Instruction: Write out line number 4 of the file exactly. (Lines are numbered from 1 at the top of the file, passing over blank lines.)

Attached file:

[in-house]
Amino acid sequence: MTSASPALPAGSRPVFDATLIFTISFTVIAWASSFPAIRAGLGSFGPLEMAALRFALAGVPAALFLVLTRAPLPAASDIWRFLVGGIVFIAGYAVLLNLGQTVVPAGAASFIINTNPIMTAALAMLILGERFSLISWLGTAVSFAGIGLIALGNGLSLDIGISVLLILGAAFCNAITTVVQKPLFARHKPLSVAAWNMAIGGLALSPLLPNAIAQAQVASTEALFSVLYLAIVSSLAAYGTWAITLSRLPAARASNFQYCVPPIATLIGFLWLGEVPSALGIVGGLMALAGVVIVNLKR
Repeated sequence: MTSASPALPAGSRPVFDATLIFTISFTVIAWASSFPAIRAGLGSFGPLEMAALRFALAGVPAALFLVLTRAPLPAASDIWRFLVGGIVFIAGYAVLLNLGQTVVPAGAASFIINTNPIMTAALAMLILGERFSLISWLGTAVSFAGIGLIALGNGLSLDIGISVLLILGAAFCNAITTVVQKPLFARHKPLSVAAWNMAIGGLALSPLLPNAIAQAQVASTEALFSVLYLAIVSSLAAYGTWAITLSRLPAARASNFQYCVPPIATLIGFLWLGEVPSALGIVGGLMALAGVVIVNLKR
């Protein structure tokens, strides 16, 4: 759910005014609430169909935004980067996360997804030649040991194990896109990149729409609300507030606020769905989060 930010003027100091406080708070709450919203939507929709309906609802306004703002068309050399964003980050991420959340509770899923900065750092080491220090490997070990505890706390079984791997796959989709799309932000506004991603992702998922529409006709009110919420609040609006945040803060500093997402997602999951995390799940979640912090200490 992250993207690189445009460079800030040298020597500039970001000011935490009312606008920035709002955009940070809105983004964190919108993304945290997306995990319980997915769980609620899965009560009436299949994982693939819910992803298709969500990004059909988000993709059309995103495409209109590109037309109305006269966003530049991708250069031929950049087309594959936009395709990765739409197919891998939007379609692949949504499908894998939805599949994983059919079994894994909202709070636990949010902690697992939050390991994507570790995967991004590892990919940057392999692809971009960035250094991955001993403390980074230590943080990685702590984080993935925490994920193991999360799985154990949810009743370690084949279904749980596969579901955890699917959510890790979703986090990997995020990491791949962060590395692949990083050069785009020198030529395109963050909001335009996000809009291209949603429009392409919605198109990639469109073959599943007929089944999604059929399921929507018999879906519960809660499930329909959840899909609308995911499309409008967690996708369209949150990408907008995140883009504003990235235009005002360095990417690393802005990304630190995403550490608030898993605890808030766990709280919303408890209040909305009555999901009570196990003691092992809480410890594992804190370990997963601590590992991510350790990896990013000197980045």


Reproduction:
């Protein structure tokens, strides 16, 4: 759910005014609430169909935004980067996360997804030649040991194990896109990149729409609300507030606020769905989060 930010003027100091406080708070709450919203939507929709309906609802306004703002068309050399964003980050991420959340509770899923900065750092080491220090490997070990505890706390079984791997796959989709799309932000506004991603992702998922529409006709009110919420609040609006945040803060500093997402997602999951995390799940979640912090200490 992250993207690189445009460079800030040298020597500039970001000011935490009312606008920035709002955009940070809105983004964190919108993304945290997306995990319980997915769980609620899965009560009436299949994982693939819910992803298709969500990004059909988000993709059309995103495409209109590109037309109305006269966003530049991708250069031929950049087309594959936009395709990765739409197919891998939007379609692949949504499908894998939805599949994983059919079994894994909202709070636990949010902690697992939050390991994507570790995967991004590892990919940057392999692809971009960035250094991955001993403390980074230590943080990685702590984080993935925490994920193991999360799985154990949810009743370690084949279904749980596969579901955890699917959510890790979703986090990997995020990491791949962060590395692949990083050069785009020198030529395109963050909001335009996000809009291209949603429009392409919605198109990639469109073959599943007929089944999604059929399921929507018999879906519960809660499930329909959840899909609308995911499309409008967690996708369209949150990408907008995140883009504003990235235009005002360095990417690393802005990304630190995403550490608030898993605890808030766990709280919303408890209040909305009555999901009570196990003691092992809480410890594992804190370990997963601590590992991510350790990896990013000197980045």